Scott Luton (22:36):
So we’ll see. Well, I, I have to go find the original somewhere in one of those big catalogs. Okay. Uh, Catherine would keep mix taped CDs in her car for all long drives. Did you ever make those mix tapes.
Keith Singleton (22:47):
made the mix?
Scott Luton (22:48):
Okay. All right. Amanda, lots of people got their first collection notice from mg. Thank you for bailing me out. Amanda makes me feel a little better. Her first CD was the cranberries. Do you remember that group? Yeah. Uh, <laugh> linger. Linger was I think their first hit and it was, it was nice and slow and kind of flowed. And then a lot of the other stuff that I released was very upbeat. Right. So great, great group cranberries. Okay. So we have talked burgers, we’ve talked about the Wilber Hardy story and, and she, Hey, I’m looking at you. Hey, what was your first CD or your first album or your first maybe song get downloaded.
Scott Luton (23:29):
I’d love to get the scoop on you. But we talked burgers and Wilber Hardy. We have taught compact discs, including some of my skeletons from the closet. Some of the CDs we’ll probably never see again. Let’s before we move on, we got two more stories. We’re gonna get through mill order catalogs and a great book that Keith and I both read as a kid, but the shippers group, Keith, you know, I’ve known you for, uh, quite some time going back, uh, a couple decades. You’ve always done some big things in supply chain. I’ve loved our practitioner conversations through those years. So tell us what the shippers group does.
Keith Singleton (24:08):
I mean, we’re at three PO mainly in, in warehousing and transportation currently where I work at, I work in Jonesboro out of the Jonesboro facility and I am actually doing work for free to lake. So repackaging and, and, and sending product both to the, to the, uh, to the manufacturing side and to on customers. So, okay. That is what I am doing right now.
Scott Luton (24:32):
Currently big name, big brand customer, making it happen as all, but Keith ever since our first conversation, you’ve been making it happen. So we’re gonna have to catch up in person. It’s been a long time ago. We were talking about pre show. We were talking about those. Um, we would need a cheesecake factory in the criminal area of Atlanta. For some of those conversations. That area looks a lot different now, right? Keith,
Keith Singleton (24:55):
a whole lot different.
Scott Luton (24:57):
<laugh> big fans of the shippers group. I’ve known some of your colleagues there over the years. Great group. And appreciate you carving some time out to talk history with a fellow history nerd here today. All right. So speaking of supply chain and shipping stuff as a perfect segue, unplanned segue Keith for our next, our third eye of the day.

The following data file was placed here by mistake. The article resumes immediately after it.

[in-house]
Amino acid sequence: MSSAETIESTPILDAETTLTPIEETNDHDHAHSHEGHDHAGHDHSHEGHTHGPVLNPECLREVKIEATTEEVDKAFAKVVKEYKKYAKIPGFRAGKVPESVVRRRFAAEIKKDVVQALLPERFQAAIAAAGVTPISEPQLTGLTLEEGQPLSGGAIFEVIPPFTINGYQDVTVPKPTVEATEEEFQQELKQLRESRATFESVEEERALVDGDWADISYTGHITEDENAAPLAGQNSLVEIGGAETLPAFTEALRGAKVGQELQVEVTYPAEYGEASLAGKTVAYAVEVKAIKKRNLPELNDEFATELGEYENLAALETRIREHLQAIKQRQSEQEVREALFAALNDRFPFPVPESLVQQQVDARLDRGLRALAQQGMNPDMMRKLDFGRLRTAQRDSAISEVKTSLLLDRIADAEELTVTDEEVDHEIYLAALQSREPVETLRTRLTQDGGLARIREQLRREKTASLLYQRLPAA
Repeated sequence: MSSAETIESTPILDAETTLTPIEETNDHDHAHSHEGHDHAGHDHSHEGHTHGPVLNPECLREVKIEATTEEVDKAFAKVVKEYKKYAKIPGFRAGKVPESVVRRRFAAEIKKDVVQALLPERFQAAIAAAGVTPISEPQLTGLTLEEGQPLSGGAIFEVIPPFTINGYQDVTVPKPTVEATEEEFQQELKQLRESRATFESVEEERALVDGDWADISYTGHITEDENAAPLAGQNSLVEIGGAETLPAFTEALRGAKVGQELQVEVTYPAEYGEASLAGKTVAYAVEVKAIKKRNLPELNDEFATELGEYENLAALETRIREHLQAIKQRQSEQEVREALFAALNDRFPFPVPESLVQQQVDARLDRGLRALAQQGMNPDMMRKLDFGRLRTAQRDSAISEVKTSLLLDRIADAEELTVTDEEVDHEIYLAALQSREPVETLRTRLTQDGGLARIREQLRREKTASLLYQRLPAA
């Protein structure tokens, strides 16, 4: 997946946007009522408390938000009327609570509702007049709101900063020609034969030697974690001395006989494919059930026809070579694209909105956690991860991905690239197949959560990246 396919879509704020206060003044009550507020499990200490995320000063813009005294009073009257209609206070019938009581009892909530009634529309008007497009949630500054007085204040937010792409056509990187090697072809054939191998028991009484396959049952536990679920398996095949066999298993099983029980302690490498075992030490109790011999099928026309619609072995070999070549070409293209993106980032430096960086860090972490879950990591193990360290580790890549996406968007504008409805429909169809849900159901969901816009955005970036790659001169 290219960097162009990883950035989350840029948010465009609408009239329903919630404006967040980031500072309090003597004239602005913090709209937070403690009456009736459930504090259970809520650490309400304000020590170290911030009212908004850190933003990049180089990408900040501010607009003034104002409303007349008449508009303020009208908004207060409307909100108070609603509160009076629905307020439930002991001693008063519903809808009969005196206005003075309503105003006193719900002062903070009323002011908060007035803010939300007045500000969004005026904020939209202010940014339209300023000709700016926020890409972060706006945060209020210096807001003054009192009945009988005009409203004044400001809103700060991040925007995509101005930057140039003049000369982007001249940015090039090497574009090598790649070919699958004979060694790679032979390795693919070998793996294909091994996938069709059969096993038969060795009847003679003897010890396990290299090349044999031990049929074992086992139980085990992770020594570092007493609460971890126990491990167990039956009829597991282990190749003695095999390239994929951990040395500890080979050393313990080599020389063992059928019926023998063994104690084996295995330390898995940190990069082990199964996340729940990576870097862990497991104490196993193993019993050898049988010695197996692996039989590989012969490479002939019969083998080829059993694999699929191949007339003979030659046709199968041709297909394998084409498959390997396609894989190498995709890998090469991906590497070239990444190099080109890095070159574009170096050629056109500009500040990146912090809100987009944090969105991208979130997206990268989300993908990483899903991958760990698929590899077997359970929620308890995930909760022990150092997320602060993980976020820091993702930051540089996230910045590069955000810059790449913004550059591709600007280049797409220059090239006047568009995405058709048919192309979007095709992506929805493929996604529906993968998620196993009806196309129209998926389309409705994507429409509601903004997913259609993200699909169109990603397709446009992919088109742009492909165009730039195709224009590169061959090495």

Scott Luton (25:22):
So what did folks do before we had Amazon? Well, we order from these things.
Keith Singleton (25:29):
Yes, we did.
Scott Luton (25:30):
look at these things. So these are, these are really old. We order from mail order catalogs. So now while most folks may think of Sears, when it comes to the big old catalogs, the first company to publish one might surprise you. Montgomery reward publish the first mail order catalog on August 18th, 1872, get this. It was a small group when they launched it. And I think I read earlier, there’s only a handful of employees when they first launched this. Like I think it was like a one pager, right in 1872 mm-hmm <affirmative>, but by 1904, they had over 3 million CU 3 million customers on the Montgomery ward mailing list. Wow. Now, even though Keith, this also surprised me today. I didn’t know this today. I was today years old as all meme goes.
Scott Luton (26:17):
When I learned this, even though this Sears catalog discontinued 1993, which I did know you can still request and get a Montgomery ward catalog. I was on their site earlier today. So that, that surprised me a little bit. So here an image before we have Keith comment, the one on the left, you can, I, I got the date cut off, but that’s spring and summer 1875. So that’s about three years after they, they launched these things. And one on the right is more from, I think, 1895. So you’ll see kind of how it, it evolved a bit there, but Keith mail order catalogs before, long before it was Amazon, that’s how, especially folks in the rural parts of the world got their stuff. Right?
Keith Singleton (26:58):
That is, I mean, that’s how that’s, that’s how many of the people that lived in some of the front, what was called being the frontier states. That’s how they shopped and interesting to me. I would’ve thought that the companies like the Montgomery rewards and Sears, we may have had this conversation before Scott would’ve been successful. I know the, the Amazon concept really came from those forefathers there of just co soliciting, collecting information and driving the marketing aspect of the business through information, you know, sharing.
Scott Luton (27:33):
Yep. So, you know, I was reading earlier that, so, so to your point there, the big thrust there was getting outside the big cities where folks had more options and supplies and stuff, more variety and, and really targeting the rural population. Right? Right. Well, the rural stores, general stores and, and, and like, they hated to see these male catalogs pop up. Cause of course it was new competition. So they, they would host burning parties of these catalogs. You know, <laugh> if people prizes and they brought em, so, you know, what’s old is new.
Scott Luton (28:11):